Student project

Analysis of expression of PDCP and MAL13P1.308 of Plasmodium falciparum employing a quantitative proteomics approach based on SILAC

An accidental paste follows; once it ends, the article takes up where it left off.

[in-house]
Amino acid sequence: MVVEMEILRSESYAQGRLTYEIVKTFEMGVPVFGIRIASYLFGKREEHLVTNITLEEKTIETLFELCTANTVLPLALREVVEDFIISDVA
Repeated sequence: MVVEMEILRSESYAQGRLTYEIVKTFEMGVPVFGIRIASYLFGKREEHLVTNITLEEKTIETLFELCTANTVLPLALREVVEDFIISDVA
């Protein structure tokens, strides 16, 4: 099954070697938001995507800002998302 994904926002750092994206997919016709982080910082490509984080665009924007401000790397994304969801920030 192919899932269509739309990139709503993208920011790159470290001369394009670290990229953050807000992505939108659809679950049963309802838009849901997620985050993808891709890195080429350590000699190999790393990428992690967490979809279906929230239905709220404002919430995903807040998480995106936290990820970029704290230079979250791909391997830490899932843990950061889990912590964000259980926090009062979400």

Plasmodium falciparum is a deadly parasite that causes malaria in humans. This disease causes the death of one million people every year. To find new means to fight this parasite, it is important to learn more about its biology. As the pathways of protein expression are better understood, it becomes easier to find out how to block these mechanisms. The completion of the genome sequencing has opened new perspective of genome wide analysis. One of these studies was done by LaCount et al. who used the yeast1two1hybrid system to map the complete interaction network between proteins of P. falciparum. ¨ From this network of interaction an interesting protein was studied further by Daubenberger et al. which is PDCP. This protein is closely related to MSP11 in this protein network, a protein involved in erythrocyte invasion. PDCP is a CCCH1type zinc finger protein, a family of proteins that are involved in protein1protein interaction, nucleic acid binding and binding in small ligands. It was shown that its expression was dependant on the density of the parasites. In this study we used the SILAC technology to confirm these previous results. A culture is grown with isotopically heavy isoleucine in the medium as a control sample. After a few cell cycles, almost all the natural isoleucines are replaced with the labeled ones. Three cultures with parasitemia of 2, 5 and 10% are grown and mixed with an equal amount of the control culture. When the proteins are analyzed by mass spectrometry, the peptides that contained isoleucine will be detected as two separate peaks. After normalization of each peptide area with this internal control, the quantity of PDCP can be compared between cultures of different parasitemias. 11 peptides of PDCP have been detected by mass spectrometry, proving its existence for the first time. These peptides were labeled to more than 95%, allowing the comparison of PDCP expression between the cultures. But because of difficulty of reproducibility in in vitro cultures, the regulation of PDCP by the parasitemia has not been observed by SILAC. We wanted to study further the protein interaction network in which PDCP is involved. MAL13P1.308, a protein directly interacting with PDCP and MSP11 in the protein network map, was analyzed by IFA. It was found to be expressed during all stages of the asexual blood stage cycle and it was not imported in the host cell. The next step will be to see if it interacts with PDCP by co1localization studies


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